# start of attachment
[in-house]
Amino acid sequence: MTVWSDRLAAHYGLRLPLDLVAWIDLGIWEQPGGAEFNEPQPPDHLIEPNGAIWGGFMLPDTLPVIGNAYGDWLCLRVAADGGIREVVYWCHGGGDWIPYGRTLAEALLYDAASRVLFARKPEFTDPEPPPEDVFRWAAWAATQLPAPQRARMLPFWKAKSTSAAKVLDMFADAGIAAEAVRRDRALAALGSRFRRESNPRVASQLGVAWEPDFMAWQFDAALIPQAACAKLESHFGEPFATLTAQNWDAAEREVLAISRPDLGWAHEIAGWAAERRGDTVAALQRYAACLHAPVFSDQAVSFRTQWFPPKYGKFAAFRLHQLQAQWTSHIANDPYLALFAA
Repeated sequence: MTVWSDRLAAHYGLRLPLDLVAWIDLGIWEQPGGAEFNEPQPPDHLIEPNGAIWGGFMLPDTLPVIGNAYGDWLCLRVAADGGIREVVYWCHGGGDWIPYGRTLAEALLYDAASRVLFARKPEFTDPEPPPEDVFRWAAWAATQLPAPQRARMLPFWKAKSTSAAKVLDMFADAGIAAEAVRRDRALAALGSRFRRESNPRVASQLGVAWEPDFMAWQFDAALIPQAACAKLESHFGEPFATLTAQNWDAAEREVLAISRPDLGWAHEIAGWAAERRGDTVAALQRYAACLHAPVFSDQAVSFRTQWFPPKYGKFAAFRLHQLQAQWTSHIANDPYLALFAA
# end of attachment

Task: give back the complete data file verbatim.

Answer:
[in-house]
Amino acid sequence: MTVWSDRLAAHYGLRLPLDLVAWIDLGIWEQPGGAEFNEPQPPDHLIEPNGAIWGGFMLPDTLPVIGNAYGDWLCLRVAADGGIREVVYWCHGGGDWIPYGRTLAEALLYDAASRVLFARKPEFTDPEPPPEDVFRWAAWAATQLPAPQRARMLPFWKAKSTSAAKVLDMFADAGIAAEAVRRDRALAALGSRFRRESNPRVASQLGVAWEPDFMAWQFDAALIPQAACAKLESHFGEPFATLTAQNWDAAEREVLAISRPDLGWAHEIAGWAAERRGDTVAALQRYAACLHAPVFSDQAVSFRTQWFPPKYGKFAAFRLHQLQAQWTSHIANDPYLALFAA
Repeated sequence: MTVWSDRLAAHYGLRLPLDLVAWIDLGIWEQPGGAEFNEPQPPDHLIEPNGAIWGGFMLPDTLPVIGNAYGDWLCLRVAADGGIREVVYWCHGGGDWIPYGRTLAEALLYDAASRVLFARKPEFTDPEPPPEDVFRWAAWAATQLPAPQRARMLPFWKAKSTSAAKVLDMFADAGIAAEAVRRDRALAALGSRFRRESNPRVASQLGVAWEPDFMAWQFDAALIPQAACAKLESHFGEPFATLTAQNWDAAEREVLAISRPDLGWAHEIAGWAAERRGDTVAALQRYAACLHAPVFSDQAVSFRTQWFPPKYGKFAAFRLHQLQAQWTSHIANDPYLALFAA